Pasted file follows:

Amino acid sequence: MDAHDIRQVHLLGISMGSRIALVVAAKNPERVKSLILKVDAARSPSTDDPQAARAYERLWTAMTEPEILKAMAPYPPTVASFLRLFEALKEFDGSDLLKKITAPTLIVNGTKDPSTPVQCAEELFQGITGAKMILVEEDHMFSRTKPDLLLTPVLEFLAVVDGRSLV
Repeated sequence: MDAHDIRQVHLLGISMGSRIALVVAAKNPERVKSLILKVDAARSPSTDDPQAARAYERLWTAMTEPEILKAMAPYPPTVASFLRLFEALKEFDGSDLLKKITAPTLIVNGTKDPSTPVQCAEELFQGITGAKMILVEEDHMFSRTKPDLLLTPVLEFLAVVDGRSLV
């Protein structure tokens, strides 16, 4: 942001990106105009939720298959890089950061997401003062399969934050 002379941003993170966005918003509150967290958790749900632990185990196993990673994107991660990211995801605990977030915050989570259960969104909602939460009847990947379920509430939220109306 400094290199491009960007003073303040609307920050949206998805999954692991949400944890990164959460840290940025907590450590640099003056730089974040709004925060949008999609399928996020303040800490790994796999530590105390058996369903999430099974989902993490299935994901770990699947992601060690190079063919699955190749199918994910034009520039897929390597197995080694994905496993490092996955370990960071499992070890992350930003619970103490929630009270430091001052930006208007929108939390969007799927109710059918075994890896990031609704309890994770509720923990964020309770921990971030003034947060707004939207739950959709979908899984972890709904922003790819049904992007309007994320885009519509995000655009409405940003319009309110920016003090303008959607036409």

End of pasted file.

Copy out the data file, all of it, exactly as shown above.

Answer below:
Amino acid sequence: MDAHDIRQVHLLGISMGSRIALVVAAKNPERVKSLILKVDAARSPSTDDPQAARAYERLWTAMTEPEILKAMAPYPPTVASFLRLFEALKEFDGSDLLKKITAPTLIVNGTKDPSTPVQCAEELFQGITGAKMILVEEDHMFSRTKPDLLLTPVLEFLAVVDGRSLV
Repeated sequence: MDAHDIRQVHLLGISMGSRIALVVAAKNPERVKSLILKVDAARSPSTDDPQAARAYERLWTAMTEPEILKAMAPYPPTVASFLRLFEALKEFDGSDLLKKITAPTLIVNGTKDPSTPVQCAEELFQGITGAKMILVEEDHMFSRTKPDLLLTPVLEFLAVVDGRSLV
């Protein structure tokens, strides 16, 4: 942001990106105009939720298959890089950061997401003062399969934050 002379941003993170966005918003509150967290958790749900632990185990196993990673994107991660990211995801605990977030915050989570259960969104909602939460009847990947379920509430939220109306 400094290199491009960007003073303040609307920050949206998805999954692991949400944890990164959460840290940025907590450590640099003056730089974040709004925060949008999609399928996020303040800490790994796999530590105390058996369903999430099974989902993490299935994901770990699947992601060690190079063919699955190749199918994910034009520039897929390597197995080694994905496993490092996955370990960071499992070890992350930003619970103490929630009270430091001052930006208007929108939390969007799927109710059918075994890896990031609704309890994770509720923990964020309770921990971030003034947060707004939207739950959709979908899984972890709904922003790819049904992007309007994320885009519509995000655009409405940003319009309110920016003090303008959607036409």